‘We need to do more’: Ryan promises new proposals on cost of living

Proposals around time-of-day-pricing, fuel allowance and ‘helping families with children’

The Government is considering mandatory time-of-day-pricing for electricity as part of a second round of measures to respond to the pressure on consumers from soaring prices.

Minister for the Environment Eamon Ryan told the Dáil on Thursday that “we’re going to have to do a whole variety of additional measures” beyond the estimated €2 billion already committed, which included a temporary excise cut and an energy rebate.

A combination of factors, including the war in Ukraine, has pushed inflation in the State to 20-year highs with fuel and energy prices soaring.

The Taoiseach warned that people will have to adjust to higher fuel prices for some time.


Mr Martin said among the new measures under consideration to alleviate cost-of-living pressures were an expansion of the eligibility criteria for the fuel allowance and a move to give families with children “extra help”.

Mr Martin said higher energy costs were here for the “longer haul” and cost-of-living pressures were now a long-term challenge.

He said the Government’s focus was to target resources to assist the people and sectors hardest hit.

But the Taoiseach added: “I do need to be honest with people as well and say we [the Government] cannot fully compensate for the extraordinary inflationary environment we’re facing.”

Speaking about the same issue, Minister for Public Expenditure Michael McGrath said the Government planned to outline new measures on fuel costs in April.

“We have been seeking increased flexibility in relation to the application of VAT on energy costs. And some progress has been made,” he said, referring to an application made to European Commission.

The Government is waiting for a decision on whether a temporary VAT reduction on fuels can take place without Ireland losing a derogation from the 1990s which sees a 13.5 per cent rate applied.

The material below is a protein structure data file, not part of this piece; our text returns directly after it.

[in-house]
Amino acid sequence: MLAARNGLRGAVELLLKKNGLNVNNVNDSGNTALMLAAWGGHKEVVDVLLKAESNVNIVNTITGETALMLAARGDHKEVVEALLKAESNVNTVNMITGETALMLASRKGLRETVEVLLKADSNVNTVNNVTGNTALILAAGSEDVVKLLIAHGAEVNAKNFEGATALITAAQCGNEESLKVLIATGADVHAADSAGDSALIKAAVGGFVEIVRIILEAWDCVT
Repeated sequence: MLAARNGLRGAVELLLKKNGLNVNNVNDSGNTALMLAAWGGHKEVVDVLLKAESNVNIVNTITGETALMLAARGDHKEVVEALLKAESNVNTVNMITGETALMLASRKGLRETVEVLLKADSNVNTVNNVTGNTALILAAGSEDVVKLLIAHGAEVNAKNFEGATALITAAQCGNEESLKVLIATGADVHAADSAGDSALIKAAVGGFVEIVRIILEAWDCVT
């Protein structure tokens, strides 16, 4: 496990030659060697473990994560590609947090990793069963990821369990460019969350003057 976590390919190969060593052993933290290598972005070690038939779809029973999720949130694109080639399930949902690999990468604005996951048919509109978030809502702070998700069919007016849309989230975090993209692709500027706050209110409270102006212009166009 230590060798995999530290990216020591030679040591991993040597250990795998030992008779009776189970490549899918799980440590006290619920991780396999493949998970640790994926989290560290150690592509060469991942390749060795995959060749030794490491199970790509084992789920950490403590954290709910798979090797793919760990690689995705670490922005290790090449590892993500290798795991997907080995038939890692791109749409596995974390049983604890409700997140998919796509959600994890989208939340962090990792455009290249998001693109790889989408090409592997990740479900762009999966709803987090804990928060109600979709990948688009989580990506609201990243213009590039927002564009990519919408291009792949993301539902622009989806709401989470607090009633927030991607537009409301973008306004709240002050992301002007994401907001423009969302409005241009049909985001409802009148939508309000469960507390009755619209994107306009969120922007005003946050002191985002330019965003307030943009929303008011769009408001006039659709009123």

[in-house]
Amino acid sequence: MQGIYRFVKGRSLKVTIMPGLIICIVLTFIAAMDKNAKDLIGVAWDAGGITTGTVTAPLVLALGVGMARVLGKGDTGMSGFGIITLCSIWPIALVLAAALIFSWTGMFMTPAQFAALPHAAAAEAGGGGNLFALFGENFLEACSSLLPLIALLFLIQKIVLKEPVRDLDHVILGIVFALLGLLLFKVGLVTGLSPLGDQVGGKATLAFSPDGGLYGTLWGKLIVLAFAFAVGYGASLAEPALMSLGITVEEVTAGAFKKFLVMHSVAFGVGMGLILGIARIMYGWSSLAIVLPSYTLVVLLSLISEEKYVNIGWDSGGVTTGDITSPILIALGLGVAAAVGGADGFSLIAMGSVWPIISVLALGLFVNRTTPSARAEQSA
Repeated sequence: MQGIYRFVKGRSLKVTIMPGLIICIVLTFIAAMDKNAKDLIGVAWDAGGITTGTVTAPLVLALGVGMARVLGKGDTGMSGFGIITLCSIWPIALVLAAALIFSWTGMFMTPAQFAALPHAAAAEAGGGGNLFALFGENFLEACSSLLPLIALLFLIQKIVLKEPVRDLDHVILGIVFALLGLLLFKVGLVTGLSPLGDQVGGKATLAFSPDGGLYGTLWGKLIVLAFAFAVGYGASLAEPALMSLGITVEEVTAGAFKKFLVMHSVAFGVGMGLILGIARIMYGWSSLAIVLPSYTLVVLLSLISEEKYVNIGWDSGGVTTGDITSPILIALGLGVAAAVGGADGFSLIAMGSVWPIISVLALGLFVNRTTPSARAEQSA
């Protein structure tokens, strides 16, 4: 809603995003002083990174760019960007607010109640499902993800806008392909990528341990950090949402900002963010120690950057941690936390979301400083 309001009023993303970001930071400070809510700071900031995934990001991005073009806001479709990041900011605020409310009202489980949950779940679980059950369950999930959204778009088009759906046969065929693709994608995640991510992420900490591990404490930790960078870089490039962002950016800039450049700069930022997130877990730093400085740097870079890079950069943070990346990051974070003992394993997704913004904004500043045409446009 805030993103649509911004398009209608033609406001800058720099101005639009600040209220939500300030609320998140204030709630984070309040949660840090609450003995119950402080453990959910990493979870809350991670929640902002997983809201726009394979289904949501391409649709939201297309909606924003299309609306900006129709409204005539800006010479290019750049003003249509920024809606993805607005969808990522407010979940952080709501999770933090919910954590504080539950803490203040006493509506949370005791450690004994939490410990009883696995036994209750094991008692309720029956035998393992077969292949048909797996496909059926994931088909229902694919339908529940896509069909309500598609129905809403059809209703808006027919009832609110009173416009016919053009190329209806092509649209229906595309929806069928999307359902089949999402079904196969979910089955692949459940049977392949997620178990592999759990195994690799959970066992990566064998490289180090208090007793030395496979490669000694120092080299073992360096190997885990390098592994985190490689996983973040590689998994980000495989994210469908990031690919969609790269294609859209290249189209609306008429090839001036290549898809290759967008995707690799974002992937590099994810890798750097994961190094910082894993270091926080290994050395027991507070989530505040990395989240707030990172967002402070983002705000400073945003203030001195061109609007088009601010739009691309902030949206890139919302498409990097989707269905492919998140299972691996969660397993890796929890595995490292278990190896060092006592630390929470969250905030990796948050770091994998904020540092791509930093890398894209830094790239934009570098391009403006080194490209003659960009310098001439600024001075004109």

Under existing EU rules, if VAT on fuel were cut temporarily, the rate reverts to 23 per cent rather than 13.5 per cent, once the temporary cut expires.

“In the short term the focus is on seeing exactly what flexibility is open to us in relation to VAT directive and the energy tax directive that is ongoing but we do expect it to come to a conclusion reasonably soon,” Mr McGrath said.

However, he ruled out suspending planned increases to the carbon tax.

Growing financial pressure

The Government has faced mounting political pressure in recent weeks to expand its response to the growing financial pressure on households.

On Wednesday, Electric Ireland became the latest energy company to announce a price increase that will hit hundreds of thousands of customers across the island. It comes in the wake of similar moves by Bord Gáis Energy and Energia.

Electric Ireland said electricity prices will rise 23 per cent and gas prices by 25 per cent– adding on average €300 and €220 to annual electric and gas bills for their customers.

Mr Ryan told the Dáil said the Government “will come forward in the coming weeks with a number of other measures such as that that to try and help address this real crisis we have”.

He said the Government could not pay for every response to cost-of-living increases and market mechanisms, including time-of-day pricing, needed to be looked at.

Time-of-day pricing is where the price of electricity is less expensive at night than during the daytime due to lower demand. It aims to encourage people to change their energy use to periods where costs are lower.

“I think one that could be really effective is to give time-of-day-pricing, make that mandatory. It’s just one example,” Mr Ryan said.

But, he conceded, “what we’ve done so far is not going to be enough. We’re going to need to do more”.

Mr Ryan also said he will meet with energy providers again and ask them to consider putting all customers on the beneficial introductory rate that new customers receive.

Mr Ryan also said he has asked the Commission for the Regulation of Utilities (CRU) for proposals to ease the pressure from rising energy bills.

Jack Horgan-Jones

Jack Horgan-Jones

Jack Horgan-Jones is a Political Correspondent with The Irish Times

Pat Leahy

Pat Leahy

Pat Leahy is Political Editor of The Irish Times

Cormac McQuinn

Cormac McQuinn

Cormac McQuinn is a Political Correspondent at The Irish Times